Outside of these apps, I still used a few other sources as well. To start, I tried using a fan brush, following this tutorial. I chose the fan brush first, as it is what my dad generally uses in his paintings to depict grasses. I found it was very difficult to get the right strokes though, and more often than not, the paint would simply go on in a straight green mass, no matter what I did. The jabbing upwards motion and using the tips to create short, stubbly looking grasses worked a little better, but still wasn’t my favorite. Maybe I just need more practice, but I’m not completely sold on this technique.

Next, I tried the idea of “painting masses, not grasses,” and while it didn’t work great on img_20200522_112340149the paper, it did work on my canvas when I decided to use this technique again (I’m thinking this might be the same issue with the other ones as well). I liked how loose it made the painting look, and how it captured more of the feeling (such as the wind blowing through it, how the sun catches different parts of it, etc.), so I figured I would try again on my painting for the week.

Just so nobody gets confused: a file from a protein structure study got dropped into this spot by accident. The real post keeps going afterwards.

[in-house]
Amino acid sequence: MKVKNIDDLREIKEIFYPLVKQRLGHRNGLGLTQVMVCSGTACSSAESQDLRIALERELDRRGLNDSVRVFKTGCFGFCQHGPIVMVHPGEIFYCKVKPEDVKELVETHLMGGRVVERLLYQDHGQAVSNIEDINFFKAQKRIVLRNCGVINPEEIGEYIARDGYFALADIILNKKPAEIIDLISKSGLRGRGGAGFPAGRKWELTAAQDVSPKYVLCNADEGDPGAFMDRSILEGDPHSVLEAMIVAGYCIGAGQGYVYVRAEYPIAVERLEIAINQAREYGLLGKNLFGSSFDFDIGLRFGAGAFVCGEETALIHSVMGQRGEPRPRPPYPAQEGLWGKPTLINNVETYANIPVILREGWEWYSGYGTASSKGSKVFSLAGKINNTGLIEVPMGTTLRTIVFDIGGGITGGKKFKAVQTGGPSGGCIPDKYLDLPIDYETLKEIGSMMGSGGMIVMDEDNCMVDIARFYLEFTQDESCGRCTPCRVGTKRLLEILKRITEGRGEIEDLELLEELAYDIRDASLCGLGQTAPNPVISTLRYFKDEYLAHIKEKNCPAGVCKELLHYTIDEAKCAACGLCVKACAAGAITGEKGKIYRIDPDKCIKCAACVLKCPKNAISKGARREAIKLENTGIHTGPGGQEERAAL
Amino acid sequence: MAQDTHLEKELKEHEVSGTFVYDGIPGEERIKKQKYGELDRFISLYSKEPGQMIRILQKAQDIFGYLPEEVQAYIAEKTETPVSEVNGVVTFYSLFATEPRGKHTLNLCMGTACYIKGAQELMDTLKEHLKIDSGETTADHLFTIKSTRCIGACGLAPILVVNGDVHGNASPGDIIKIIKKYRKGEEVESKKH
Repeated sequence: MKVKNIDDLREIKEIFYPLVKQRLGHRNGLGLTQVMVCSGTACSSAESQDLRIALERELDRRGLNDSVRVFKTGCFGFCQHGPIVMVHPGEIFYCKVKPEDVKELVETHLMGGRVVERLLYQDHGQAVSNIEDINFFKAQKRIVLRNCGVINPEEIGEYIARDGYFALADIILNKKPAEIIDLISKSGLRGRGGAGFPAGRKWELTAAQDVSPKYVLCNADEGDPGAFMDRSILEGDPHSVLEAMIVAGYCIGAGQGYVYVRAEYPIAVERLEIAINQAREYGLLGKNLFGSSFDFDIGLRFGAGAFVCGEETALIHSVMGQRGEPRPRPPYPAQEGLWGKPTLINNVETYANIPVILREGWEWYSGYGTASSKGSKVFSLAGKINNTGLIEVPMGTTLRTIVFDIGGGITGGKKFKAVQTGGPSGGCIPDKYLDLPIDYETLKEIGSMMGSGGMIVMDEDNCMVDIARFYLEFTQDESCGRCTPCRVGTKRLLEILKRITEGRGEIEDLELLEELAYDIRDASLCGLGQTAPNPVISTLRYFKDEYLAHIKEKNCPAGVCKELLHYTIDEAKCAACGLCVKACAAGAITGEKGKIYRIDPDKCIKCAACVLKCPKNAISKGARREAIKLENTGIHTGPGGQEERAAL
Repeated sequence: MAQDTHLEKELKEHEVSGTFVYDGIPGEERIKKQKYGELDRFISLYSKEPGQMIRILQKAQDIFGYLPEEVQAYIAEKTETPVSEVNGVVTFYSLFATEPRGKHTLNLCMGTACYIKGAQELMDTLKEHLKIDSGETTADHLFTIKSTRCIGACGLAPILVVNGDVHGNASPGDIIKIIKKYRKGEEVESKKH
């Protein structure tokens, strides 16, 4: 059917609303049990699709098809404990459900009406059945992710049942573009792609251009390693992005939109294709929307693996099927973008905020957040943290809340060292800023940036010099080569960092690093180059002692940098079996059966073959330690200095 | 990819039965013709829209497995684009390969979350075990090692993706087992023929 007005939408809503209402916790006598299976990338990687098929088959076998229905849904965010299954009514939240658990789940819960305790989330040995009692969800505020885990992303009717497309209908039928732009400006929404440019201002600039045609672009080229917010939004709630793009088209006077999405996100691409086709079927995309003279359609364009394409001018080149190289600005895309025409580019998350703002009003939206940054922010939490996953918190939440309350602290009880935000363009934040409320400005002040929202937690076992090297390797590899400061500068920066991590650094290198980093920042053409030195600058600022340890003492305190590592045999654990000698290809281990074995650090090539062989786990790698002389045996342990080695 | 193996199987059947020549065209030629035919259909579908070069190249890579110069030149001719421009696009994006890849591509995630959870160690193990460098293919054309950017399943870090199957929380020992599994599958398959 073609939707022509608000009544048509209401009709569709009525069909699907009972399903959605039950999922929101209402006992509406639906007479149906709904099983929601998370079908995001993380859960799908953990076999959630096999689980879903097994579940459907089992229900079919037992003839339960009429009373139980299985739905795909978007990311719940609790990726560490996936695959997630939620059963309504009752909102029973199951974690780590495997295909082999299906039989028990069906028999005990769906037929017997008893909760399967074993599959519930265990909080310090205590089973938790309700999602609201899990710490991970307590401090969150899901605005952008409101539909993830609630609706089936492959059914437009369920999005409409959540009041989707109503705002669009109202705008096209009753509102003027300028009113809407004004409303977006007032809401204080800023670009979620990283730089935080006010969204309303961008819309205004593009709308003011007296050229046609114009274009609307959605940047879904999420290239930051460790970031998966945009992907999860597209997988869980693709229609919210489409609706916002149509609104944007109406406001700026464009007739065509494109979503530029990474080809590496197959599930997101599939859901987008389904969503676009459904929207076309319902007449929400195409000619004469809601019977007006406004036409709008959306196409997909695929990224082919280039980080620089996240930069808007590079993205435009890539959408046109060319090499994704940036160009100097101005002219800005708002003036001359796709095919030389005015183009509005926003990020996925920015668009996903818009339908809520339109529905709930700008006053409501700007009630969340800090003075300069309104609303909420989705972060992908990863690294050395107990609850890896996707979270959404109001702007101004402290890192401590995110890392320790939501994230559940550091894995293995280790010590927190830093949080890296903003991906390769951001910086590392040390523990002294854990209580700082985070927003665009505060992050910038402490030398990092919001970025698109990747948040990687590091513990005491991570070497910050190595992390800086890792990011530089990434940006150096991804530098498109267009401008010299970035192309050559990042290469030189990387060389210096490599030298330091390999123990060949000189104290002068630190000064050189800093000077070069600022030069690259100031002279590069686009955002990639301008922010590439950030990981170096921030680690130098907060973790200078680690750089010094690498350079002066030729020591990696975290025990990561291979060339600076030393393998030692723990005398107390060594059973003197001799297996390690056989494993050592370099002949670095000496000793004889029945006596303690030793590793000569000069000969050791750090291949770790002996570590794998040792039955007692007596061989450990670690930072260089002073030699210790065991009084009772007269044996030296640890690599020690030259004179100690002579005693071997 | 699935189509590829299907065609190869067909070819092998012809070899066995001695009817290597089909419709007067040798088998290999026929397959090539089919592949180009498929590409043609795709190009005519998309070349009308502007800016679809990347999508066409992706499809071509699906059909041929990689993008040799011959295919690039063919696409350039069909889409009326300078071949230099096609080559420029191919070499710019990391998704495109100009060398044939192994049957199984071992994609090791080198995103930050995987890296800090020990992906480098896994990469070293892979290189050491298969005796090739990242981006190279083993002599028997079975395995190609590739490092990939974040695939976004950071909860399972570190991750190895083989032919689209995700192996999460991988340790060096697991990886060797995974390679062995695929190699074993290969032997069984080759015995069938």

I also decided to do my own painting this week, as I enjoy painting places I’ve been, want to go, or otherwise feel a connection to. I feel I can do them more justice (again, in being able to capture the feeling of the place, not just how it looked), making them more than some paint splattered on a canvas. After much searching though, I hadn’t found anything that particularly struck me. So I started thinking broader, and decided on the grain elevators in Three Hills Alberta. My dad spent a large portion of his childhood here, and would run past these bins everyday (plus he loves old grain elevators, so I can give it to him!). Even though I’ve never personally been here, I feel a greater connection to it than to my last painting.

I again used the sponge technique for the clouds, as it let me make a very whispy look in the background, then paint some heavier clouds in front. I kept my colour pallet a lot more limited than last time, using only ultramarine blue, burnt sienna, yellow ochre, and titanium white, mixing them to get the other colours I needed. I’m still not overly thrilled with my grass, but I’ve started to get a feel for it.